There are numerous activities which can be used for this stage including gap fill exercises, substitution drills, sentence transformations, split sentences, picture dictations, class questionnaires, reordering sentences and matching sentences to pictures.
- It is important that the activities are fairly controlled at this stage as students have only just met the new language. Many students' books and workbooks have exercises and activities which can be used at this stage.
- When teaching the 2nd conditional, I would use split sentences as a controlled practice activity. I give students lots of sentence halves and in pairs they try and match the beginnings and ends of the sentences.
Example: "If I won the lottery," …. "I'd travel around the world."
- I would then do a communicative follow up game like pelmanism or snap using the same sentence halves.
Again there are numerous activities for this stage and what you choose will depend on the language you are teaching and on the level of your students. However, information gaps, role plays, interviews, simulations, find someone who, spot the differences between two pictures, picture cues, problem solving, personalisation activities and board games are all meaningful activities which give students the opportunity to practise the language more freely.
- When teaching the 2nd conditional, I would try to personalise the lesson at this stage by giving students a list of question prompts to ask others in the class.
Example: do / if / win the lottery?
- Although the questions are controlled the students are given the opportunity to answer more spontaneously using other language items and thus the activity becomes much less predictable.
- It is important to monitor and make a note of any errors so that you can build in class feedback and error analysis at the end of the lesson.
When teaching grammar, there are several factors we need to take into consideration and the following are some of the questions we should ask ourselves:
- How useful and relevant is the language?
- What other language do my students need to know in order to learn the new structure effectively?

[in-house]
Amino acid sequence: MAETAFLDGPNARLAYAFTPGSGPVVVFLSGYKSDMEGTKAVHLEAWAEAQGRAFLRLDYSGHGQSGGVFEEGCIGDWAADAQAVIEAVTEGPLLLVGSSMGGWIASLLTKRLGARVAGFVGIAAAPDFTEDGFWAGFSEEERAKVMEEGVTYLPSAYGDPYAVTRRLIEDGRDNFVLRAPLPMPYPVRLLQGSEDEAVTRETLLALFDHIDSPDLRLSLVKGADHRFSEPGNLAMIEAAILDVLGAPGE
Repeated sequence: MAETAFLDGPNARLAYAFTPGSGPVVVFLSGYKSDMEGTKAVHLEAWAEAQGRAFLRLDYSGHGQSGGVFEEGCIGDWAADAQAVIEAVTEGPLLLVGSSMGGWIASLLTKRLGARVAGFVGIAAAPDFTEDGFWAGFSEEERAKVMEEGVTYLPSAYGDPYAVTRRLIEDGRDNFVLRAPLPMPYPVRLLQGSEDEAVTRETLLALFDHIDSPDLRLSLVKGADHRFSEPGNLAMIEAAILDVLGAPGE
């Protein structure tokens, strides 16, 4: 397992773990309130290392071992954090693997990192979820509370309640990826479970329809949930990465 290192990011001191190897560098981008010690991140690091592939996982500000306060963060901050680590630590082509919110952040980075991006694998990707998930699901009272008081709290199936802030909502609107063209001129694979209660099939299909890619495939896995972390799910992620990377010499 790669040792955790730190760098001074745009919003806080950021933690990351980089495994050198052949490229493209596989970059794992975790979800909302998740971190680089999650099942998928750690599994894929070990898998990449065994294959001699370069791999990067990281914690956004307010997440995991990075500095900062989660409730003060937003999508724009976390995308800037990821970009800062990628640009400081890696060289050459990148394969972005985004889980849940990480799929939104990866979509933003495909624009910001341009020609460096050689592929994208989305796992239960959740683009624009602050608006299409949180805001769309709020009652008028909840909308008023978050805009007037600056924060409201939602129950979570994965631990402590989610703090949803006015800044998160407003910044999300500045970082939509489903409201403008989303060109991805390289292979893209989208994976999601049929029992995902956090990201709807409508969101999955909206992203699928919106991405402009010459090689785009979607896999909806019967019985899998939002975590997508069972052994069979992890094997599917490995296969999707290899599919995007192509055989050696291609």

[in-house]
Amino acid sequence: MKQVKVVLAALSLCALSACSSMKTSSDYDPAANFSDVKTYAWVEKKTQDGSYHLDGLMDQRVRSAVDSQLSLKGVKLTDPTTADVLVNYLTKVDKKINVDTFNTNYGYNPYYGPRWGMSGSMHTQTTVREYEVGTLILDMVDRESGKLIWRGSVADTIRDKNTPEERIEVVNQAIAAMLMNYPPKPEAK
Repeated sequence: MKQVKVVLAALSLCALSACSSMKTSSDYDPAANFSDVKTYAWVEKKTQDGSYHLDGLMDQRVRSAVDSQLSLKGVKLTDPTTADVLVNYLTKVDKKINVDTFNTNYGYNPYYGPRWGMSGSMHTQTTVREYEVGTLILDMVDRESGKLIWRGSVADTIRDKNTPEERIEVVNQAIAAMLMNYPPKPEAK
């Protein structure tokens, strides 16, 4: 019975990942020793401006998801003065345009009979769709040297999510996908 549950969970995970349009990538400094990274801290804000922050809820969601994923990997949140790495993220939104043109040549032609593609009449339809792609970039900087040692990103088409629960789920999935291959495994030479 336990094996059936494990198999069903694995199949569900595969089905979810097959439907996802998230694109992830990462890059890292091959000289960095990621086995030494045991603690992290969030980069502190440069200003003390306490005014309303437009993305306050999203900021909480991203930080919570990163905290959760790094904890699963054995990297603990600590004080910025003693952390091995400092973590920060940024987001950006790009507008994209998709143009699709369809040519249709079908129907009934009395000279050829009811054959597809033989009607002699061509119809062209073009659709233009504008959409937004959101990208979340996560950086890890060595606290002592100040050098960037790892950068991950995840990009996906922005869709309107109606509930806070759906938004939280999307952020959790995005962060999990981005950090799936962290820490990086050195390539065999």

- What problems might my students face when learning the new language?
- How can I make the lesson fun, meaningful and memorable?
Although I try to only use English when teaching a grammar lesson, it is sometimes beneficial to the students to make a comparison to L1 in the presentation stage. This is particularly true in the case of more problematic grammatical structures which students are not able to transfer to their own language.
It is also important to note that using the PPP model does not necessarily exclude using a more inductive approach since some form of learner-centred guided discovery could be built into the presentation stage. When presenting the 2nd conditional I sometimes present the language in context and then give the students a worksheet with a series of analysis questions to do in pairs.
PPP is one model for planning a lesson. Other models include TTT (Test, Teach, Test), ARC (Authentic use, Restricted use, Clarification and focus) and ESA (Engage, Study, Activate). All models have their advantages and disadvantages and I, like many other teachers I know, use different models depending on the lesson, class, level and learner styles.
Grammar Practice Activities: A Practical Guide for Teachers. Penny Ur, Cambridge Handbooks for Language Teachers 1988
Grammar Games and Activities for Teachers. Peter Watcyn Jones, Penguin Books 1995
How to Teach English. Jeremy Harmer, Longman 1998
How to Teach Grammar. Scott Thornbury, Longman 1999
Tanya Cotter, British Council, Morocco